To the Williams Community,

I know that it’s the end of the academic year, but what’s on my mind just now are openings, of both the literal and figurative kind.

We saw three such literal openings on campus this year—projects that already have added tremendously to our experiences and aspirations for Williams. Sawyer Library is alive with students, faculty, staff, and local residents, deepening  intellectual interests and discovering new ones. Weston Athletic Complex inspires athletes to greater levels of achievement and strengthens community by gathering us in support our friends and of each other. And the Class of 1966 Environmental Center invites and challenges us all to think about the roles of college initiatives and individual behaviors in addressing the urgent challenges of climate change and, more broadly, the care of our planet.

At the same time, the campus has felt more porous than ever, intertwined with the surrounding communities in so many ways—including through the work of our students to support and improve the lives of our Northern Berkshire neighbors—and moved by events in the world, such as those in Ferguson, Baltimore, the Middle East, and Nepal. Though our individual lives are affected differently by such events, all of us feel them deeply, and they remind of us of the important work we’re doing at Williams.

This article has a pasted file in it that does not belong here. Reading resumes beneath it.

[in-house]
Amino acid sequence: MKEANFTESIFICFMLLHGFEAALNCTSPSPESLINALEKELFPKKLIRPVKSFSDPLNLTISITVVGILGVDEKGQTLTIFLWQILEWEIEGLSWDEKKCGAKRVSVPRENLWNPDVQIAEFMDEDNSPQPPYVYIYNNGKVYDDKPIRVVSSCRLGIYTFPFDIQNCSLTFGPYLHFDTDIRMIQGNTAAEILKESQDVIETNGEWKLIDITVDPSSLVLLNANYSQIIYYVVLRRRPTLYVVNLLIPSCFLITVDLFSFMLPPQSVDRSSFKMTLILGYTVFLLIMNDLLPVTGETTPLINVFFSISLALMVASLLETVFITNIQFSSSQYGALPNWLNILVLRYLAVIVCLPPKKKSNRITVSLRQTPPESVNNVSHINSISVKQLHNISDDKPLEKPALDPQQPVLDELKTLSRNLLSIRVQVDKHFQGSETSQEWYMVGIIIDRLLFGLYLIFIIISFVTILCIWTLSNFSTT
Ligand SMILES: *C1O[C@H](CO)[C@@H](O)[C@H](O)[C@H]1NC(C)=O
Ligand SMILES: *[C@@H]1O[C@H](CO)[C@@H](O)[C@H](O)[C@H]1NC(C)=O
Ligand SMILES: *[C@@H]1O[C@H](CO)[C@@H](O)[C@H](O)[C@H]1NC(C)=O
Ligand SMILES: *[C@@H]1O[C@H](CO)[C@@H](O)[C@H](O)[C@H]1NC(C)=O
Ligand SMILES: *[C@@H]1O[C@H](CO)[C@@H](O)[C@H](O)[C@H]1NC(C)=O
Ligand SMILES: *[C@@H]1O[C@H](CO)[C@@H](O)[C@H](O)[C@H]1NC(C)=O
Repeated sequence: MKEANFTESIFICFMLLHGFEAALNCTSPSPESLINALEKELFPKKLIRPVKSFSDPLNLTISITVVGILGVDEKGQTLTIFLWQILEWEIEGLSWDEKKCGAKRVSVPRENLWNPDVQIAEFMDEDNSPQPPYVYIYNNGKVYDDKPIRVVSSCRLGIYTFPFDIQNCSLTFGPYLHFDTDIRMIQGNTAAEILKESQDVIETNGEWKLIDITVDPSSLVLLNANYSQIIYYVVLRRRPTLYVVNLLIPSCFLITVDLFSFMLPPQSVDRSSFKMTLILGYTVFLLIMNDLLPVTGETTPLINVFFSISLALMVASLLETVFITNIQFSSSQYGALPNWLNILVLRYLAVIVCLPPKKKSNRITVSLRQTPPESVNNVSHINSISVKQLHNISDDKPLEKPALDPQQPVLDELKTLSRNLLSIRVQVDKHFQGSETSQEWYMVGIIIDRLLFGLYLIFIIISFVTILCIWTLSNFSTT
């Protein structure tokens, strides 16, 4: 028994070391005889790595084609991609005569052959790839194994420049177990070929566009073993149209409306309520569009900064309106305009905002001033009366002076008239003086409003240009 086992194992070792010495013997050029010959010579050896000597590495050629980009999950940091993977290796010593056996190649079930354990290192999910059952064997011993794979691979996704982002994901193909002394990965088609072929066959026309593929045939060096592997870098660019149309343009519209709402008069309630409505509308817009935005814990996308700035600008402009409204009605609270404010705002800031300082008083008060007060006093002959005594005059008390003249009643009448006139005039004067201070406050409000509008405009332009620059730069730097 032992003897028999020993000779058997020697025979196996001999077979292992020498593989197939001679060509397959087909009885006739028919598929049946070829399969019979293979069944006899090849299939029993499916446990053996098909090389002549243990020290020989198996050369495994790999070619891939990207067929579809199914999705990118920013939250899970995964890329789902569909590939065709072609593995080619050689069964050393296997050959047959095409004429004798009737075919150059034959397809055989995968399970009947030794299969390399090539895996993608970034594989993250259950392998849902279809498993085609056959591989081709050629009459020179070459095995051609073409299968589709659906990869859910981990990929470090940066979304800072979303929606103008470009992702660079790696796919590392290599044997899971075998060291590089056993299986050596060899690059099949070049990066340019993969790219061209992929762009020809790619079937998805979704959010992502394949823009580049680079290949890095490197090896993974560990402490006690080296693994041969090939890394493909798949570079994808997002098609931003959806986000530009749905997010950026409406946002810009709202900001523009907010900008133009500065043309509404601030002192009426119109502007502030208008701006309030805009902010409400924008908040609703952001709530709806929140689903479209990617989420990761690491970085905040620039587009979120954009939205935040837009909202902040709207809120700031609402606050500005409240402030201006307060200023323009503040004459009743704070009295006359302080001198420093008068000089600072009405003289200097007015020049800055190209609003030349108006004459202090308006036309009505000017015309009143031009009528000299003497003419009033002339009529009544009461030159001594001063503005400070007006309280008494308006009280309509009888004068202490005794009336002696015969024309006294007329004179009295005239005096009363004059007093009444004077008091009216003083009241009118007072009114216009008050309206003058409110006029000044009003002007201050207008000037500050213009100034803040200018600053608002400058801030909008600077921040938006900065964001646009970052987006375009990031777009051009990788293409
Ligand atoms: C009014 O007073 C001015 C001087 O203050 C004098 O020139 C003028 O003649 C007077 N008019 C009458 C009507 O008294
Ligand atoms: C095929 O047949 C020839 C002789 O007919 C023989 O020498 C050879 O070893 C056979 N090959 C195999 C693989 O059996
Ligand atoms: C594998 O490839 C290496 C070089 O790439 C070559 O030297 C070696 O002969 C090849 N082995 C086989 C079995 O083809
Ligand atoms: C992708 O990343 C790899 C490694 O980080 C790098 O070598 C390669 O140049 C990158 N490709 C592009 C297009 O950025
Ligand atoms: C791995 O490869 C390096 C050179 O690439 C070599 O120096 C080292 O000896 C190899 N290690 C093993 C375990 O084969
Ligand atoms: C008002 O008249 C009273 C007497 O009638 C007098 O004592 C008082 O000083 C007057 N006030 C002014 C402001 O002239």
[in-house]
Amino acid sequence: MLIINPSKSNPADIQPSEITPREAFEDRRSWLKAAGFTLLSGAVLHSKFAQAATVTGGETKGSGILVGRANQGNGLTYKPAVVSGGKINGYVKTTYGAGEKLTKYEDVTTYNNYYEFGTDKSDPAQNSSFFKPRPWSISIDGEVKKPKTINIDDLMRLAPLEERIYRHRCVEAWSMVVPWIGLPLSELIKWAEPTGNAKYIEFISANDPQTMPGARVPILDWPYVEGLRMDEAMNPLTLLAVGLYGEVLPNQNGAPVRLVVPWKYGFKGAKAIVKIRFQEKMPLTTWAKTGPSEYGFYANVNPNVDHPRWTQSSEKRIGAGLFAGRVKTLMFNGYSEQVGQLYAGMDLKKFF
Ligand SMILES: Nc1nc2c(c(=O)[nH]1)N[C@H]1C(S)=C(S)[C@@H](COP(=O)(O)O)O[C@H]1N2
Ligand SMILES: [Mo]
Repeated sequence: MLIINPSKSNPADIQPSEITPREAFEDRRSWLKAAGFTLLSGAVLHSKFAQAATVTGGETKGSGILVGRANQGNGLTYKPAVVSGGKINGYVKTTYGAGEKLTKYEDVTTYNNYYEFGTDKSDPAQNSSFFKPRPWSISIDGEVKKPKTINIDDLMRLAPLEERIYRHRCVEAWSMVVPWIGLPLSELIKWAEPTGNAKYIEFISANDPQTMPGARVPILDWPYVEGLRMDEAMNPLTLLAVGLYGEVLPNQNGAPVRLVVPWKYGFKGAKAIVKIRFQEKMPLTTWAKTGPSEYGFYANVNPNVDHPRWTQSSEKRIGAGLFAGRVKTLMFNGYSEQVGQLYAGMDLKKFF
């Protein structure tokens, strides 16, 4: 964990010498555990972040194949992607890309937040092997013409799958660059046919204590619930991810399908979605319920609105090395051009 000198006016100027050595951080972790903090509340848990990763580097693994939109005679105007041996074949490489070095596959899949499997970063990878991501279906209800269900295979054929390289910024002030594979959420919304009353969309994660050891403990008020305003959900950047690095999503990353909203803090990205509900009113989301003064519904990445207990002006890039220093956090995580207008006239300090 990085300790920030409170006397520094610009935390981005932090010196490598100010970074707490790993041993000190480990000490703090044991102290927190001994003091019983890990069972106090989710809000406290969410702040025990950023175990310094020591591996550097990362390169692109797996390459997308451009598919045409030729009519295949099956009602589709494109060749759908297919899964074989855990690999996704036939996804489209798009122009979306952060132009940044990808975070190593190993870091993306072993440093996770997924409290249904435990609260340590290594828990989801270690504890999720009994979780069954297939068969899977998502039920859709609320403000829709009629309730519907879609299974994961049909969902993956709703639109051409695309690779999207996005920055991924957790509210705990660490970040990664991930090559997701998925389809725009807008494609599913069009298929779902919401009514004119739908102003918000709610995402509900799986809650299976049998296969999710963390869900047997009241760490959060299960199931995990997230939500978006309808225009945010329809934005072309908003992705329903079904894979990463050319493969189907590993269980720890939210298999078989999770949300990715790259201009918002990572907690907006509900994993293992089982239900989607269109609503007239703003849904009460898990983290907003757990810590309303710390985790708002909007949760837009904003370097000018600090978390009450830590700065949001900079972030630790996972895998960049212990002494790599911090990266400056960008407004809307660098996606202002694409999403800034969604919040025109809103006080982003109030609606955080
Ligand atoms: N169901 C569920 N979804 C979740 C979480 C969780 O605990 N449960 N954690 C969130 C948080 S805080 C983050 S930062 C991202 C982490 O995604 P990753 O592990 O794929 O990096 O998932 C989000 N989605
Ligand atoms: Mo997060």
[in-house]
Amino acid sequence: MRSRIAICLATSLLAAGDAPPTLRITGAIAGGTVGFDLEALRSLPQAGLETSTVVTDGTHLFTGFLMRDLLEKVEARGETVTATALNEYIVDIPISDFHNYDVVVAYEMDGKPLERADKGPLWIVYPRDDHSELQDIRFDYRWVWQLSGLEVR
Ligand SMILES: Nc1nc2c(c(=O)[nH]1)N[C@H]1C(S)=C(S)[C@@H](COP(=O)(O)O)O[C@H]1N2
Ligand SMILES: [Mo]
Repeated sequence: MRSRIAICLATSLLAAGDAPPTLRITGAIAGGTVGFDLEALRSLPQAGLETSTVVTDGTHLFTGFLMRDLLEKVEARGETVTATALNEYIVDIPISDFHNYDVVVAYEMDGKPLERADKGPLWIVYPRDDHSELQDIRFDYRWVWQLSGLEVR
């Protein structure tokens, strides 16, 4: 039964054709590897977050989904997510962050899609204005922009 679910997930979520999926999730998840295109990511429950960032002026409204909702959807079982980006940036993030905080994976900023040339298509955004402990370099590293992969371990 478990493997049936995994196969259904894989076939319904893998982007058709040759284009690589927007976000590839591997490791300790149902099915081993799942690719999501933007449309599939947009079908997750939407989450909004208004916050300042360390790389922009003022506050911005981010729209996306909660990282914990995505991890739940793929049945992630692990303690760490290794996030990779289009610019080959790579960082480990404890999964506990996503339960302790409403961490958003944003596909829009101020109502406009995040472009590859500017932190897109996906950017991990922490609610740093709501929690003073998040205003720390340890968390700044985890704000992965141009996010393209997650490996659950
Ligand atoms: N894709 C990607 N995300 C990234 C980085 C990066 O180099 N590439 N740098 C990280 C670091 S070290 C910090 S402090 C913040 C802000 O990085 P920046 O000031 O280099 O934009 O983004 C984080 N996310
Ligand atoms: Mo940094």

What we’re aiming for, after all, is an expansion of our minds and hearts in response to a world that is endlessly complex and profoundly in need. It’s about seeing the complications and conflicts that exist around and among us and engaging them, rather than turning away or insisting upon a simpler worldview. It’s about taking every available opportunity to deepen our understanding of others in our community, rather than insisting on conformity to familiar ways of being that make us comfortable.

Some of that process naturally enthralls, but much of it challenges and even unsettles us, and I know that at Williams we’re becoming more vulnerable to the local and global networks that we’re inevitably a part of. I take it as a sign of growth for our community, one that must continue.

May the end-of-semester traditions prove satisfying for you all. I very much look forward to celebrating soon the many accomplishments of our graduating seniors. And wherever this summer finds you, whether far afield or here in town, may it include occasions of refreshment, reflection, and joy.

Warm regards,

Adam Falk